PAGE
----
Do What They Say But . . .

From Pastor Todd’s Weekly Email.

“Them.” You know what that generally means. When we divide up between us and them, “them” represents “those” people we prefer to avoid, to whom we pay no attention, and to whom we surely don’t listen. So, how is it that Jesus did not refer to his adversaries as “them” and then told those listening to “practice and observe” what those who have dogged him relentlessly say?

First, Jesus identifies those who say the right things – the scribes and the Pharisees. Evidently in telling the people how God intended them to live as described in the Law the scribes and Pharisees got it right. Pay close attention. When we refer to others as them we pitch people into a category and negate them as persons made in the image of God. When we treat others this way we dishonor God.

Second, Jesus helps his listeners to distinguish between what a person says and what they do. While he suggests to his listeners that they practice what the scribes and Pharisees say, he quickly tells them not to “do what they do.” Jesus describes the visible inconsistency evident in the lives of the scribes and Pharisees as an unnecessary weight placed on those really wanting to know what does God expect from his people.

Surely we can see that the translation from what we say to what we do is important when people want to know “how do I love God with everything” and “how do I love my neighbor.” If these are the linchpins of the Law, then there should follow some leadership moves beyond telling to showing. Immediately we shout, “Hypocrite!” Indeed. But, do not forget that Jesus seems to indicate we do need people telling us the things that are important – even when they fail to live what is important.

This does not give us a free pass to go and do likewise. No. What Jesus does is remove the excuse that says, “They are all a bunch of hypocrites so I don’t participate.” Such a move is an attempt to skirt our own responsibility. If I can blame the hypocrites for my lack of embracing God and his ways then I convince myself I will not be held responsible for living the way God desires for his people. Patently false.

If last week we described the way we suspend belief in order to do what we want, this week we could say that we cannot blame another for our lack. Even more, we should hear Jesus’ words as a way of saying, “Here is what you do.” There is no secret or hidden message. The way God expects us to practice our love for God and others has not changed. Even the scribes and Pharisees get this right. What they miss, is sadly, what we too often miss.

We make more of what someone says than what they do. Read carefully. In modern Christian circles we scrutinize every word. Our leaders may talk about loving God and point us to public stands we must take for the unborn and against same sex practices. But, these same leaders do not demonstrate that same care for those without clean water, those dying unnecessarily of diseases we in the Western world have long ago eradicated, and those right under our noses being trafficked every day for sex and cheap labor. There is an inconsistency that shows up when we stand for life in only one form but not in all others. We like to say that standing for the unborn gives them a voice. Are those same voices being heard for those starving in the Horn of Africa? What about the countless children abducted annually to satisfy the sexual impulses of old men?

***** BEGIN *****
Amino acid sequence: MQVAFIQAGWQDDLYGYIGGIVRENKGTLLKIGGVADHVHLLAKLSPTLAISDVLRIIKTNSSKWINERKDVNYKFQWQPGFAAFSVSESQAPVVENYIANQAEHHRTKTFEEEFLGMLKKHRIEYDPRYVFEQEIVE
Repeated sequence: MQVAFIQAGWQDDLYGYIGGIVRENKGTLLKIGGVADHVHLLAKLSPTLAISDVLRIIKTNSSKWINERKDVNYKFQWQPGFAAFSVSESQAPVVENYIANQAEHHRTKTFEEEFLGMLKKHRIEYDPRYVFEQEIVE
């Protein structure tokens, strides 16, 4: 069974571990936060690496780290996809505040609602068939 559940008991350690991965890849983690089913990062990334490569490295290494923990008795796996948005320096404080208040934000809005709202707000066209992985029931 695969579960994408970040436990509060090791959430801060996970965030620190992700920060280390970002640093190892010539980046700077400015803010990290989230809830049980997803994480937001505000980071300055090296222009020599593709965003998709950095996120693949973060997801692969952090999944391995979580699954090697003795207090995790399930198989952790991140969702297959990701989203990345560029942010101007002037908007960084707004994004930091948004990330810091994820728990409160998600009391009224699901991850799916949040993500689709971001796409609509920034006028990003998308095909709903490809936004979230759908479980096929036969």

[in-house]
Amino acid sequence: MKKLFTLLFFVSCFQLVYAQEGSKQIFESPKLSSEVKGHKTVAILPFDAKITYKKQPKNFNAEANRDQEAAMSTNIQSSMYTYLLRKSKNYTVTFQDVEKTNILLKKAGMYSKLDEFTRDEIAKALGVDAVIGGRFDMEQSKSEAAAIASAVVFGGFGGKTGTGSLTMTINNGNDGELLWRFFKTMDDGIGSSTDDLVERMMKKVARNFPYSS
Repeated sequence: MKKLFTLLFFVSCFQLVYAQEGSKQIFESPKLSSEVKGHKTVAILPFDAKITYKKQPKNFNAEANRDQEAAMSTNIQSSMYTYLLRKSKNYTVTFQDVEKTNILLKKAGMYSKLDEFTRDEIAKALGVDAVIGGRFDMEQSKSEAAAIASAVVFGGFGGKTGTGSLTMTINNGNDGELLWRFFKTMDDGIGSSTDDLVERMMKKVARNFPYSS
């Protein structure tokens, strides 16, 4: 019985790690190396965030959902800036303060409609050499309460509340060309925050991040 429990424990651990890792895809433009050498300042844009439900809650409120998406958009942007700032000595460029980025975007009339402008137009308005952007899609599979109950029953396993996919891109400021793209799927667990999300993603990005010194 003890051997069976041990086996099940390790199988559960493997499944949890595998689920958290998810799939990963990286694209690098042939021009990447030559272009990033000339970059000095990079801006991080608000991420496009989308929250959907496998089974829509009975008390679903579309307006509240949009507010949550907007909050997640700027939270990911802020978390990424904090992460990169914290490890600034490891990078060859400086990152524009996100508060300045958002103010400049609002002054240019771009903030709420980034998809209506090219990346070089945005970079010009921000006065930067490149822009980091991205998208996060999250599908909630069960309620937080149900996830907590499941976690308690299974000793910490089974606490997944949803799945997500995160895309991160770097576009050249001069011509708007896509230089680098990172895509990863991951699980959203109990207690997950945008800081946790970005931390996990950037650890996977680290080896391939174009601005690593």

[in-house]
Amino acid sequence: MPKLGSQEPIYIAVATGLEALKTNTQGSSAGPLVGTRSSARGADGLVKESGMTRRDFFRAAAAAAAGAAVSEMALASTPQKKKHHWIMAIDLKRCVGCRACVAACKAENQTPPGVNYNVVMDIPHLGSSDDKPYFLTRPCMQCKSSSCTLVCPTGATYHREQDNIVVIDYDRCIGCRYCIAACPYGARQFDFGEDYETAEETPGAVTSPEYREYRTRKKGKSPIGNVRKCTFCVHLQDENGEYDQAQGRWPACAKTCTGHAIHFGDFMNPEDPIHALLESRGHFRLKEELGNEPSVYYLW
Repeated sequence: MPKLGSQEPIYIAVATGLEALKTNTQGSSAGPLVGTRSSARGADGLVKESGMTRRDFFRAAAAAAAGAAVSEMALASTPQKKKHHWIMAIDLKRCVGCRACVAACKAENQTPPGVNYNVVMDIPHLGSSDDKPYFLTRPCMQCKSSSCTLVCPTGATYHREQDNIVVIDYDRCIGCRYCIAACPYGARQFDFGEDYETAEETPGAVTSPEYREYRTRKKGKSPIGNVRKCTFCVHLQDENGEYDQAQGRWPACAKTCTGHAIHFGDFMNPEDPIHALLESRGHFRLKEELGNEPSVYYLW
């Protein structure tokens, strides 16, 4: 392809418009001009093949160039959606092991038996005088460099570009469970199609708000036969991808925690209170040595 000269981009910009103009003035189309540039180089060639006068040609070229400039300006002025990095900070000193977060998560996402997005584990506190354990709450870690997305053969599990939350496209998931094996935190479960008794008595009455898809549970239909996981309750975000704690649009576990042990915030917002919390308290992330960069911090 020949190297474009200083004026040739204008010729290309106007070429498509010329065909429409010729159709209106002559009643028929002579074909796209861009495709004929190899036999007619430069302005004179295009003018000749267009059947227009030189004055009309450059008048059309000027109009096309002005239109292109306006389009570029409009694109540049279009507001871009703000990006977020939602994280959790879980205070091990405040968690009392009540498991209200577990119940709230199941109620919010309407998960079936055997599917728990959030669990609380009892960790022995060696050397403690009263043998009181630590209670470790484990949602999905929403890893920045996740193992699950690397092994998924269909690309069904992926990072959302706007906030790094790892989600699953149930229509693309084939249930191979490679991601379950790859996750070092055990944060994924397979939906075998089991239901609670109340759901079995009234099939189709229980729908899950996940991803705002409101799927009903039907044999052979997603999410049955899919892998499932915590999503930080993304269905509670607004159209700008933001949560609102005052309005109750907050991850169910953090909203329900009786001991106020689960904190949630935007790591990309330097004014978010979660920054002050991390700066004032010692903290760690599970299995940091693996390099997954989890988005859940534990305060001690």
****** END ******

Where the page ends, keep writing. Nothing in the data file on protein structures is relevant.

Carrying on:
Yes, we find ourselves in closer proximity to the scribes and Pharisees than we like. We want to scrutinize the spending habits of the Church without any conscience as to how we as individuals and families account for our dollars and cents. (Before you read something not intended into that last sentence know this, I thought about not typing it for fear someone would think we are facing some sort of conflict at Snow Hill over this matter which is not the case. But, to leave it out was to ignore one way in which we say we participate in the work of God in our local church, but we find ways not to.) I could have easily noted how we want our children to posses a faith that sticks but we have a hard time sticking with our own commitments for them to see what that looks like.

Finally Jesus should be understood as giving a great big, “You get to . . .” We get to practice and observe the ways of God so that we honor others, remove those weights that keep them down. We get to point to the easy yoke with Jesus. We get to point to hopeful restoration. We get to show the kind of love that creates space for the embracing of grace – Jesus. We get to love in ways that don’t makes sense. We get to share with those who have not, be the voice for those who cannot speak, bring life to those on the verge of no life. We get to.

So, about the time we think we escape living the way God intends we are reminded that no matter who is saying it, if they point us to living God’s way we should listen – even if we know well not to do what they do. For in Jesus we “get to” participate and represent him to a world in doubt, despair, and often near death.

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Jesus invites people into his life and his way. He takes what is and points to the new way of the Kingdom of God.  Come see what this journey is all about!

One way to think about the mission of Jesus - He calls into question the way things are and points to the way things may be in the Kingdom of God. 

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